NFV: Network Functions Virtualization
What is Network Functions Virtualization (NFV):
Network Functions Virtualization is an architecture that provides a way to decouple the network functionality from proprietary hardware and use it on the virtualized standard IT hardware or on cloud-based architecture.
It is developed by the European Telecommunications Standards Institute (ETSI). NFV architecture is used to transform the telecom industry by lowering Total Cost of Ownership (TCO), fast innovation and deployment, and by providing Scale-out / Scale-in functionality during special traffic hours.
ETSI created the Network Functions Virtualization Industry Specification Group (ISG) to define the requirements and architecture to address the below technical challenges:
- Ensuring that virtualized network platforms will be simpler to operate.
- Achieving high performance virtualized network appliances which are portable between different hardware vendors, and with different hypervisors.
- Achieving co-existence with legacy proprietary hardware platforms whilst enabling an efficient migration path to fully virtualized network platforms which re-use network operator BSS and OSS.
- Management and orchestration of virtual network appliances while ensuring security and avoiding misconfiguration.
- Maintaining network stability and service levels without degradation during appliance load and relocation.
- Ensuring the appropriate level of resilience to hardware and software failures.
- Enabling the creation of virtual network function without recompilation, on any hypervisor and hardware configuration, and integrate “on the fly” into the network operators’ existing management and orchestration systems.
- Analyzing future technical requirements and standards in relevant standardization organization and groups to be identified or created at ETSI and other ad hoc standards development organizations.
- Minimizing energy consumption
Network Functions Virtualization Architecture
It consists of three main building blocks:
Network Functions Virtualization Infrastructure (NFVI):
The Network Functions Virtualization Infrastructure (NFVI) is the foundational layer of NFV. Physical servers, storage arrays and networking nodes like router, switches, and firewall etc. are part of it. Also by using a hypervisor (like VMware ESXi, KVM etc.), it provides the virtual compute, storage, and network infrastructure on which the VNFs are deployed and executed.
The virtual infrastructure can be obtained by using some virtualization technologies, for example:
- Virtual Computing: VMware vSphere, VMware Cloud NFV, KVM, Xen
- Virtual Storage: VMware vSAN, Ceph
- Virtual Networking: VMware NSX, Neutron, Open Day Light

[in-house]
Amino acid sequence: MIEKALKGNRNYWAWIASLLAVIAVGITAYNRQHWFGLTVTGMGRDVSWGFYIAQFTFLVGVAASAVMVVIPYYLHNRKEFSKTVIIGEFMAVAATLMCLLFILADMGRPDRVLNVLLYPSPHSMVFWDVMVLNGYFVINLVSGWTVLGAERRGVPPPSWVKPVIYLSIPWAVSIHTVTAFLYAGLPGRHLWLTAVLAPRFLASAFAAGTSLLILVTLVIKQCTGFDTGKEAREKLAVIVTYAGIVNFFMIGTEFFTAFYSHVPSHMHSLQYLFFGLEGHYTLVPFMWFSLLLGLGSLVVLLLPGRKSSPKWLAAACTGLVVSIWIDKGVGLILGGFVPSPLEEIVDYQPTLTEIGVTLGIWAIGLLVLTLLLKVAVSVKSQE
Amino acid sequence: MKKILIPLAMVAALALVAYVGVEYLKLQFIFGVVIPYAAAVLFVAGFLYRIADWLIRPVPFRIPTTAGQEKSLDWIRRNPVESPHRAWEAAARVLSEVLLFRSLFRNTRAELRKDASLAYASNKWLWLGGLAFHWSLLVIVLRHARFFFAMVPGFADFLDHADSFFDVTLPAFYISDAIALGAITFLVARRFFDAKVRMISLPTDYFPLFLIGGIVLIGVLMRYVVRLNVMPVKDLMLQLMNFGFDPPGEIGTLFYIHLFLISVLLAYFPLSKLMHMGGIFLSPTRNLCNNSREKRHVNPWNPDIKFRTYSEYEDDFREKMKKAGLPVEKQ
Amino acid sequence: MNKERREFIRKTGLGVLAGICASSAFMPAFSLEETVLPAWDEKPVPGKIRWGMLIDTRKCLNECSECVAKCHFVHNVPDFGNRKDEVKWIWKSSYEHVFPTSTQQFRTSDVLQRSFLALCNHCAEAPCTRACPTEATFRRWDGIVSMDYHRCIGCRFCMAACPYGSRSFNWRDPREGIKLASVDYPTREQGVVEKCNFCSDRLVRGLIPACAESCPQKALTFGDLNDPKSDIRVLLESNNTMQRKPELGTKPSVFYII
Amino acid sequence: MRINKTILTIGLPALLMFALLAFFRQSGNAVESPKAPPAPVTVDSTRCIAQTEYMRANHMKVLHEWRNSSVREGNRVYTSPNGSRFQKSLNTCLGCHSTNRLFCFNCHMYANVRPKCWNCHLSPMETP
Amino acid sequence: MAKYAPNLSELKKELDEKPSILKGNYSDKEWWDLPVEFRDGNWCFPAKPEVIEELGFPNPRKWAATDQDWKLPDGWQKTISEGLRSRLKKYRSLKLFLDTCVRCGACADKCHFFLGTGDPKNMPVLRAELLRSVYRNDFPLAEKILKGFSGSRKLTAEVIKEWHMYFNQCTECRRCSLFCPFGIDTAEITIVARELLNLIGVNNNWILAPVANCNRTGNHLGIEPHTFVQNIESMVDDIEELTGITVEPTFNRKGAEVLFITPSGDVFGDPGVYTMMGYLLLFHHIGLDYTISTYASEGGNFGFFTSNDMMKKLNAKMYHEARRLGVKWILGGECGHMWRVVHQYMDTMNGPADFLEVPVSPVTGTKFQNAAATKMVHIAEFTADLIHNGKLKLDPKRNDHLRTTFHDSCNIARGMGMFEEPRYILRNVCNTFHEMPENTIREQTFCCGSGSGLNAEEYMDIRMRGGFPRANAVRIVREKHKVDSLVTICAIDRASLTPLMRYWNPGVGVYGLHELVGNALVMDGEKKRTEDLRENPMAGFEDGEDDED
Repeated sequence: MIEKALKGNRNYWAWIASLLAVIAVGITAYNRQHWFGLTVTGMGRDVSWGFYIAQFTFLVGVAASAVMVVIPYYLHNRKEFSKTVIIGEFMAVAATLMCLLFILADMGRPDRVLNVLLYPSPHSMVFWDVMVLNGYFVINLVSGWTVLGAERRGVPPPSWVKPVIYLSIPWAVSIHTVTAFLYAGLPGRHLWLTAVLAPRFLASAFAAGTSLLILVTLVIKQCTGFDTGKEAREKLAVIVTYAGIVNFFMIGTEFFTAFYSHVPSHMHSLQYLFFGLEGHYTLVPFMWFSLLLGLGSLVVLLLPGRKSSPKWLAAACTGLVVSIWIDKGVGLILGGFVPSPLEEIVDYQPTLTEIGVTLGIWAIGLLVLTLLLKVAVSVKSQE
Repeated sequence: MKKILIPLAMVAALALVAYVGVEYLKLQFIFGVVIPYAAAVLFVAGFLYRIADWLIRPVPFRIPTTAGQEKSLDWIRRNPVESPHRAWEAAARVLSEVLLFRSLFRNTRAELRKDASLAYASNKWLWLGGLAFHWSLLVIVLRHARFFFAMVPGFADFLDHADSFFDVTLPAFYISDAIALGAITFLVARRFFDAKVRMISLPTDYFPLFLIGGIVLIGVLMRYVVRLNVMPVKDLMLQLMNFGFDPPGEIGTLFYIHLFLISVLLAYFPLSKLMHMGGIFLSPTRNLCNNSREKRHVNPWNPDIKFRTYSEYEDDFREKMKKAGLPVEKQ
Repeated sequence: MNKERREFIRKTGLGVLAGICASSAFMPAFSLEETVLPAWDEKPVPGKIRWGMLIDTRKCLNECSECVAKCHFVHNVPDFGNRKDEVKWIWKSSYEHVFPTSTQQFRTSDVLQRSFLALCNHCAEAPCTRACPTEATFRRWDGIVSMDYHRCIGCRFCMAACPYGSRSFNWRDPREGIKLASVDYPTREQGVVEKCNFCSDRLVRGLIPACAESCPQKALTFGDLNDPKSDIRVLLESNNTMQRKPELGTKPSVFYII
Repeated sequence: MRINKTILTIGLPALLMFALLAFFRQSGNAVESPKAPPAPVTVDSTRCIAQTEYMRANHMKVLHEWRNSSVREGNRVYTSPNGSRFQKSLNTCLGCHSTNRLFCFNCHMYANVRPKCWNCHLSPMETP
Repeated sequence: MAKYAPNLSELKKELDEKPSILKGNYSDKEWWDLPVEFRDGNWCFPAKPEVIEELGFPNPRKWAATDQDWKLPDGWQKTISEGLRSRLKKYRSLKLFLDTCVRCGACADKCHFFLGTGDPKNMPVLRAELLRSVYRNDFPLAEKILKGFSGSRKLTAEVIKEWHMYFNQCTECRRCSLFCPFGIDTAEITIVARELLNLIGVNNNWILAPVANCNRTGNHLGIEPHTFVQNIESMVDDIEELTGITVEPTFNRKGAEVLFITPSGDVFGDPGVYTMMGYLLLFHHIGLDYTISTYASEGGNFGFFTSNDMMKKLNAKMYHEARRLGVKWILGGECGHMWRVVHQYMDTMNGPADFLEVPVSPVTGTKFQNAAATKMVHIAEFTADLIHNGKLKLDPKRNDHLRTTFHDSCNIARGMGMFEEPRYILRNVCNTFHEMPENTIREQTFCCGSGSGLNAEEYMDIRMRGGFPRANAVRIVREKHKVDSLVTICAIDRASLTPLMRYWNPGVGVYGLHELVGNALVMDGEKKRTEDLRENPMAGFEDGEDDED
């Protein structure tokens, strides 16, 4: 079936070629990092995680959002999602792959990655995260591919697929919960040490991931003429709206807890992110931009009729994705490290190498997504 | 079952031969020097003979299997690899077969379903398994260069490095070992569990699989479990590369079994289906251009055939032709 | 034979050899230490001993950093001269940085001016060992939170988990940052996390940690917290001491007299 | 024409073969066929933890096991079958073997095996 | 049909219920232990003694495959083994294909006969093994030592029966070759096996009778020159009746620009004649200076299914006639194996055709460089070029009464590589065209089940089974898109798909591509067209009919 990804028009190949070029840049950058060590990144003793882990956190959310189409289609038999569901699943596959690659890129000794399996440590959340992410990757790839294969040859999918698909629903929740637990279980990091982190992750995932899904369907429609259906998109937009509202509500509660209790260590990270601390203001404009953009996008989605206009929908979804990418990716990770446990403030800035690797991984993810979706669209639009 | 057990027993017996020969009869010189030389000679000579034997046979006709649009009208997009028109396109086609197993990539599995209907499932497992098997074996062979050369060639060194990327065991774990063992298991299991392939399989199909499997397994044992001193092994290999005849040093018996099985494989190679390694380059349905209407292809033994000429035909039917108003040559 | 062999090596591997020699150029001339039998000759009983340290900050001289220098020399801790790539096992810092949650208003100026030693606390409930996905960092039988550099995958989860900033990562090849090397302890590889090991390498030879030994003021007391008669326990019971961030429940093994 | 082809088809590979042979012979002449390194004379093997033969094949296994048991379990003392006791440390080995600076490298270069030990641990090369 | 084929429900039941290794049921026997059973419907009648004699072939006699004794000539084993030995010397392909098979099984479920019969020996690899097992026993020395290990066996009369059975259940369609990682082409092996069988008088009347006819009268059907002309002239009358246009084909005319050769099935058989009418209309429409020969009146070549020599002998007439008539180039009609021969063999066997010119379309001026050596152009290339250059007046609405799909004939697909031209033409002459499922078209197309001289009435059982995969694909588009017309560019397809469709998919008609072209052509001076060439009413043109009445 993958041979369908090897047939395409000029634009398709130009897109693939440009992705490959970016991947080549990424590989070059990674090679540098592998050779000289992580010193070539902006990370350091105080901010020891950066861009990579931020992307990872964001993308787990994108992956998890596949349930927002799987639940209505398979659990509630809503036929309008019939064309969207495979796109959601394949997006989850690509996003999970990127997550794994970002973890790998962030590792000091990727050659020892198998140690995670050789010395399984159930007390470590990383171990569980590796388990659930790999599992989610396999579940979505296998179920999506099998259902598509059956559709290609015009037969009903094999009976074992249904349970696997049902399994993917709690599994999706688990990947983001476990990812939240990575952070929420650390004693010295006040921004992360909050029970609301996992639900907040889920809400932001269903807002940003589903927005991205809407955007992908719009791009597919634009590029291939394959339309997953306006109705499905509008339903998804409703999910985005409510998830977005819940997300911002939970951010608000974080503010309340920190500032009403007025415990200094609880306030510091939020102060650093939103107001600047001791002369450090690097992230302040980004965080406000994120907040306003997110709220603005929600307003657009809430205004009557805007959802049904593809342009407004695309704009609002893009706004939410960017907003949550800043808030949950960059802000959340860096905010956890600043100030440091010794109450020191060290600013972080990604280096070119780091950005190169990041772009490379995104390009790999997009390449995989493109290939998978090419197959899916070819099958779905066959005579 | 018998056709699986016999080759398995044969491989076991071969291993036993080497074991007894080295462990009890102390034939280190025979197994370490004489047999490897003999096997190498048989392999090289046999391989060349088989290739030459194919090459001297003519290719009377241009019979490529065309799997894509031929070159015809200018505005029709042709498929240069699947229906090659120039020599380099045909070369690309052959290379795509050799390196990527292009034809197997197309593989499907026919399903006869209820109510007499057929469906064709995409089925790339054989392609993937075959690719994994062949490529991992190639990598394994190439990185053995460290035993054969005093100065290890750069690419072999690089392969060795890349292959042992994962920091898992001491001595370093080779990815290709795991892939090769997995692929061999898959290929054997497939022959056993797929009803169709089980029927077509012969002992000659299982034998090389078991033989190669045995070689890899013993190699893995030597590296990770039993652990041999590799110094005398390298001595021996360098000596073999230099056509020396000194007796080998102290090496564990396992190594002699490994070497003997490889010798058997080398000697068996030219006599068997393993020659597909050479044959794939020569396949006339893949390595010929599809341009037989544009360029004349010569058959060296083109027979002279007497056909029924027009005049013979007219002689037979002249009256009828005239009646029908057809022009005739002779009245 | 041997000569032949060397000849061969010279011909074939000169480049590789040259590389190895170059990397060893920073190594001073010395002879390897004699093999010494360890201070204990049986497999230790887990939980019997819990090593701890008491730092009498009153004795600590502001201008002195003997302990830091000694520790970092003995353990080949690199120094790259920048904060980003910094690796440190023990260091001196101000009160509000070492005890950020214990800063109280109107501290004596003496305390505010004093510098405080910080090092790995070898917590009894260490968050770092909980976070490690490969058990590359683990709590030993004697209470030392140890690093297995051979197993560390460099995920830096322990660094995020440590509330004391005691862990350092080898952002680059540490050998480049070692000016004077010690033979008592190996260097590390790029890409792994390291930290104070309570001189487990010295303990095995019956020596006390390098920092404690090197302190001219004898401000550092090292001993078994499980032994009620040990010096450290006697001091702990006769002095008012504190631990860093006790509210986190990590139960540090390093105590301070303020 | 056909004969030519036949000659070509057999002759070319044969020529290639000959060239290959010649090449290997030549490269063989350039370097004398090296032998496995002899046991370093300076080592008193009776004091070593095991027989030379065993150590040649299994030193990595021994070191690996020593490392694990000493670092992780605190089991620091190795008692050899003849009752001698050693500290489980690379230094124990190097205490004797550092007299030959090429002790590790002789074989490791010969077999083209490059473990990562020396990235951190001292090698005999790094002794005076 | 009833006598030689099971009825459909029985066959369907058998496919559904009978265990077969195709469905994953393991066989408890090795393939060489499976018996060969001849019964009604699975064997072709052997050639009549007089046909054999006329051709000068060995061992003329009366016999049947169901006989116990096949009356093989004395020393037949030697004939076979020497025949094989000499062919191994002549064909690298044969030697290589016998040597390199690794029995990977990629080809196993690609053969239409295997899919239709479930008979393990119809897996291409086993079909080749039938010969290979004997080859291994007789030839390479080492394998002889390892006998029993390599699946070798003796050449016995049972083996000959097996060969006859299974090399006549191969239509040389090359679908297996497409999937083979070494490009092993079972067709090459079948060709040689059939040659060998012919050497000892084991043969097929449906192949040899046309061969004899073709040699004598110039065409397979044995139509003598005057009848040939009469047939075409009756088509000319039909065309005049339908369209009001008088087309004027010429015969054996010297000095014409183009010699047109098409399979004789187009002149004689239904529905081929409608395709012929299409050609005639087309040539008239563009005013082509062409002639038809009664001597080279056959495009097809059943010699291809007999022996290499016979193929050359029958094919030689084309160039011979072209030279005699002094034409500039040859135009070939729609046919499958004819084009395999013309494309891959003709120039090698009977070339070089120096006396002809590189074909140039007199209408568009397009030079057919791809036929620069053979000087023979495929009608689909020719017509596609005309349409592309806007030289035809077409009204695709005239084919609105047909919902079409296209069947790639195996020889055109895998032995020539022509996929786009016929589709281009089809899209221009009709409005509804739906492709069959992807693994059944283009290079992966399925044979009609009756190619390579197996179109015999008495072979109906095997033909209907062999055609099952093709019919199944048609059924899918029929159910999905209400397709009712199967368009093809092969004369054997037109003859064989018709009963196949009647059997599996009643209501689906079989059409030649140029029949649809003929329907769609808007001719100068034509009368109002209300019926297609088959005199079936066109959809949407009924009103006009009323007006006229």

NFVI nodes can be deployed in multiple sites and zones to provide high-availability services and to support workload requirements. Operators can choose standard hardware from their preferred vendors like HPE, DELL, IBM, Cisco, Juniper etc. at competitive prices and upgrade hardware independently from workloads.
Management and Orchestration (MANO):
Management and Orchestration (MANO) covers the orchestration and management of infrastructure resources both hardware or software. MANO can be further divided into three components:
- Virtual Infrastructure Manager (VIM)
- Virtual Network Functions Manager (VNFM)
- NFV Orchestrator (NFVO)
Virtualized Infrastructure Manager (VIM):
Virtualized Infrastructure Manager (VIM) is responsible for managing and monitoring of NFVI compute, storage, and network resources. It exposes this functionality northbound to VNFM and NFV Orchestrator so that they can deploy and manage VNFs. It also exposes the same functionality southbound to the hypervisors and SDN controllers in the NFVI. VIM also maintains the inventory of NFVI. The VIM provides the API that allows the VNFM to manage the complete lifecycle of all of the VNFs. VMware vCenter is a good example of Virtual Infrastructure Manager (VIM).
Virtual Network Functions Manager (VNFM):
Virtual Network Functions Manager (VNFM) or VNF Manager is used to controlling, managing and monitoring the VNFs lifecycle. It also controls Element Management System (EMS) or/and Network Management System (NMS). VNF Manager works under control of NFV Orchestrator. Some of VNFM key responsibilities are:
- Instantiation of VNFs
- Configuration of VNFs
- Start of VNFs
- Stop of VNFs
- Scaling in/out of VNFs
- Updating and/or upgrading VNFs
- Termination of VNFs
Network Functions Virtualizations Orchestrator (NFVO):
Network Functions Virtualization Orchestrator (NFVO) or NFV Orchestrator is mainly responsible for onboarding of VNFs and Network Services those are managed by same or different VNF Managers and part of same or different NFVI.
NFVO communicates with the VIMs directly through their northbound interface, and coordinates, authorizes, releases and engages the virtual compute, storage and networking resources among single or multiple datacenters globally. This function is also called Resource Orchestration.
The second function of Network Functions Virtualization Orchestrator is Service Orchestration that is used to manage the life cycles of Network Services and VNFs. It provides the below functionalities:
- Onboarding of Network Services, VNFs
- Instantiation, Scaling in/out, and Termination of Network Services and VNFs
- Monitoring and Auto-healing of VNFs
In Conclusion, Network Functions Virtualization is a big evolution in technology. It provides organizations with an opportunity to simplify and automate their network infrastructure with less Total Cost of ownership (TCO). With Network Functions Virtualization, businesses can reduce costs, increase agility and scalability, and improve service quality. Organizations should evaluate the benefits of Network Functions Virtualization to determine if it will offer them a competitive advantage for their unique business needs.
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